It has sometimes been said that governing men enjoy an “endless adventure”, a phrase that perfectly captures the career of Alex Salmond, perhaps the most significant politician to emerge from Scotland in the past three decades.
He will turn 60 at the end of this year, which is easily the most momentous of his long political career – and indeed one of the most eventful in the modern history of Scotland. Although the Yes campaign recently made strenuous efforts to separate the man from its independence vision, the two are irredeemably linked in the minds of Scots.
Testament indeed to what history will no doubt judge as his main achievement – delivering a consented referendum on Scottish independence – but also his ultimate failure. It was, however, a pretty noble one: nearly 45 per cent of Scots backed the idea of Scotland starting anew (or rather, mostly anew) in the referendum, a much higher level than would have seemed possible when Salmond was elected SNP leader in 1990.
At that point, when the National Movement appeared to the established parties as a small, insignificant force, even Salmond’s election as First Minister in 2007 would have appeared unlikely. A Scottish Parliament was not yet an inevitability, as it became following New Labour’s landslide election victory and subsequent constitutional reforms in the late 1990s.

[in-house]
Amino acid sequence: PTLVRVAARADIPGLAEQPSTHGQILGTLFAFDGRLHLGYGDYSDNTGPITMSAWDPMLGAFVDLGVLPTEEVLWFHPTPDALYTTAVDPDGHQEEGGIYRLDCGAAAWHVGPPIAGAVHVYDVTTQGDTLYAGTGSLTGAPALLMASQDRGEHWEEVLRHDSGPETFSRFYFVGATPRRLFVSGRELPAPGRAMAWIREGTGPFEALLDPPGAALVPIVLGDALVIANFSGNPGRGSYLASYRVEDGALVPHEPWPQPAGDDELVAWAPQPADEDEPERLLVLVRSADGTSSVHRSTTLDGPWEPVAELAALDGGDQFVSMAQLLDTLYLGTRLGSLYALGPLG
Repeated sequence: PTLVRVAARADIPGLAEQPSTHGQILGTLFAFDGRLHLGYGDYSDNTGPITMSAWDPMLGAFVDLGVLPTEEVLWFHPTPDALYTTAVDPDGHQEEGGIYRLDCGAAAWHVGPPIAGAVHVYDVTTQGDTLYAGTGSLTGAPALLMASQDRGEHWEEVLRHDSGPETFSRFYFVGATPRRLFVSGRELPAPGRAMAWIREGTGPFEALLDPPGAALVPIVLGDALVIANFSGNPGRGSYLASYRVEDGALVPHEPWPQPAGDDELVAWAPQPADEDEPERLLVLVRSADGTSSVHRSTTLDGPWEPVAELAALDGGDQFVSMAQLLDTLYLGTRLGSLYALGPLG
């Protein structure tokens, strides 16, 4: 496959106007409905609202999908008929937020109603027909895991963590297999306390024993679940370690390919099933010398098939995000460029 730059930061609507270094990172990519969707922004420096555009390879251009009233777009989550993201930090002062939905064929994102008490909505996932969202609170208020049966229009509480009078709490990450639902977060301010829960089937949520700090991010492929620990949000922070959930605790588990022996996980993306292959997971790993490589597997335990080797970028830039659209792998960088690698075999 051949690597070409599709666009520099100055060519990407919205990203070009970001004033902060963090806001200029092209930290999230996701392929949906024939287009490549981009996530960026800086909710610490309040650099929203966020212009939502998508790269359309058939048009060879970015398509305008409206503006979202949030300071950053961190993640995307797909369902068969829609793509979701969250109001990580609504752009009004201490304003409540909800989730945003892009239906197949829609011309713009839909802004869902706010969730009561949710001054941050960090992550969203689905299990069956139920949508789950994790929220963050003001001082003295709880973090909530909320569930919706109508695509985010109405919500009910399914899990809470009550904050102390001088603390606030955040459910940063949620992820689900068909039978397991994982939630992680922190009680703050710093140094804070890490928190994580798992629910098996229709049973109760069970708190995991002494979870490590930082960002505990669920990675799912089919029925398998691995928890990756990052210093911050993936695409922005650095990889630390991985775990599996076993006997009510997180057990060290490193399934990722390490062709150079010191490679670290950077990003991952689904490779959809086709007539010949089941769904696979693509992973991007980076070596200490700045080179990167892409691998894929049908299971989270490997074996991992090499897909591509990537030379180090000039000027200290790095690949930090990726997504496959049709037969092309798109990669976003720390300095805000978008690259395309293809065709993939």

Yet Salmond did not excel as the Scottish Parliament’s first Leader of the Opposition and in a surprise move he resigned as SNP leader in 2000, ironically spending the next four years at Westminster rather than in the fledgling devolved legislature in temporary accommodation in Edinburgh’s Old Town.
He returned, triumphantly, to save the SNP (as some saw it) four years later, taking trademark gambles in contesting a hitherto safe Liberal Democrat seat and also proclaiming his intention to become First Minister. It paid off, by a whisker, and after four successful years leading a minority administration Salmond pulled off a surprise majority win, something apparently believed impossible under Holyrood’s electoral system.
Salmond was a natural First Minister, a talented showman who enjoyed the trappings of office but also worked phenomenally hard, expecting the same of his advisers. He inspired extraordinary loyalty among his staff, despite his occasionally volcanic temper. After two election victories his authority as SNP leader was unparalleled.
His political talents were more tactical and strategic than policy-orientated, although he had a formidable understanding and enthusiasm for energy policy.
What of his legacy? Making independence not only credible but possible, indeed tantalisingly so when the opinion polls narrowed so dramatically two weeks ago. That he didn’t succeed almost doesn’t matter, for he has left so much for his successor to take forward.
l David Torrance is a biographer of Alex Salmond